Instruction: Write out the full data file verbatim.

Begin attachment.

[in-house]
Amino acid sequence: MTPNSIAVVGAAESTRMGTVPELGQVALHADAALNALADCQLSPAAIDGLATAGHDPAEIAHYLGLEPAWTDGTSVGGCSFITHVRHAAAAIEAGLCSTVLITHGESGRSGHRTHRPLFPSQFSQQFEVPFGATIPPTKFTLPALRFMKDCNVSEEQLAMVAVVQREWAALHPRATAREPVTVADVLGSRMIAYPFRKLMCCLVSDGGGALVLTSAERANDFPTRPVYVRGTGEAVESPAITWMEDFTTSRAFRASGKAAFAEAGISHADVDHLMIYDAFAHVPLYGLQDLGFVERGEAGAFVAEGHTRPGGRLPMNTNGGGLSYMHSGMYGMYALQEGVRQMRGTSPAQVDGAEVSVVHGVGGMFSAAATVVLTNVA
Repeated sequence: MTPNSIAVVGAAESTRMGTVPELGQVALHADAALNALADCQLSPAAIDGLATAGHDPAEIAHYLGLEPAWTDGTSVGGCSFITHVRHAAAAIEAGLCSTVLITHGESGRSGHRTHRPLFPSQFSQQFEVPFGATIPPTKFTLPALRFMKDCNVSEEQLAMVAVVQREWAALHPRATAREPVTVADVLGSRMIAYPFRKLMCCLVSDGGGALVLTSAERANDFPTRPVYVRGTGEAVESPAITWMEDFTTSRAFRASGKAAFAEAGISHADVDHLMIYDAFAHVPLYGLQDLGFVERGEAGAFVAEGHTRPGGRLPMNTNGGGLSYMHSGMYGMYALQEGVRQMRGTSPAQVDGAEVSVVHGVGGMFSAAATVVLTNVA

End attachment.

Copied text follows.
[in-house]
Amino acid sequence: MTPNSIAVVGAAESTRMGTVPELGQVALHADAALNALADCQLSPAAIDGLATAGHDPAEIAHYLGLEPAWTDGTSVGGCSFITHVRHAAAAIEAGLCSTVLITHGESGRSGHRTHRPLFPSQFSQQFEVPFGATIPPTKFTLPALRFMKDCNVSEEQLAMVAVVQREWAALHPRATAREPVTVADVLGSRMIAYPFRKLMCCLVSDGGGALVLTSAERANDFPTRPVYVRGTGEAVESPAITWMEDFTTSRAFRASGKAAFAEAGISHADVDHLMIYDAFAHVPLYGLQDLGFVERGEAGAFVAEGHTRPGGRLPMNTNGGGLSYMHSGMYGMYALQEGVRQMRGTSPAQVDGAEVSVVHGVGGMFSAAATVVLTNVA
Repeated sequence: MTPNSIAVVGAAESTRMGTVPELGQVALHADAALNALADCQLSPAAIDGLATAGHDPAEIAHYLGLEPAWTDGTSVGGCSFITHVRHAAAAIEAGLCSTVLITHGESGRSGHRTHRPLFPSQFSQQFEVPFGATIPPTKFTLPALRFMKDCNVSEEQLAMVAVVQREWAALHPRATAREPVTVADVLGSRMIAYPFRKLMCCLVSDGGGALVLTSAERANDFPTRPVYVRGTGEAVESPAITWMEDFTTSRAFRASGKAAFAEAGISHADVDHLMIYDAFAHVPLYGLQDLGFVERGEAGAFVAEGHTRPGGRLPMNTNGGGLSYMHSGMYGMYALQEGVRQMRGTSPAQVDGAEVSVVHGVGGMFSAAATVVLTNVA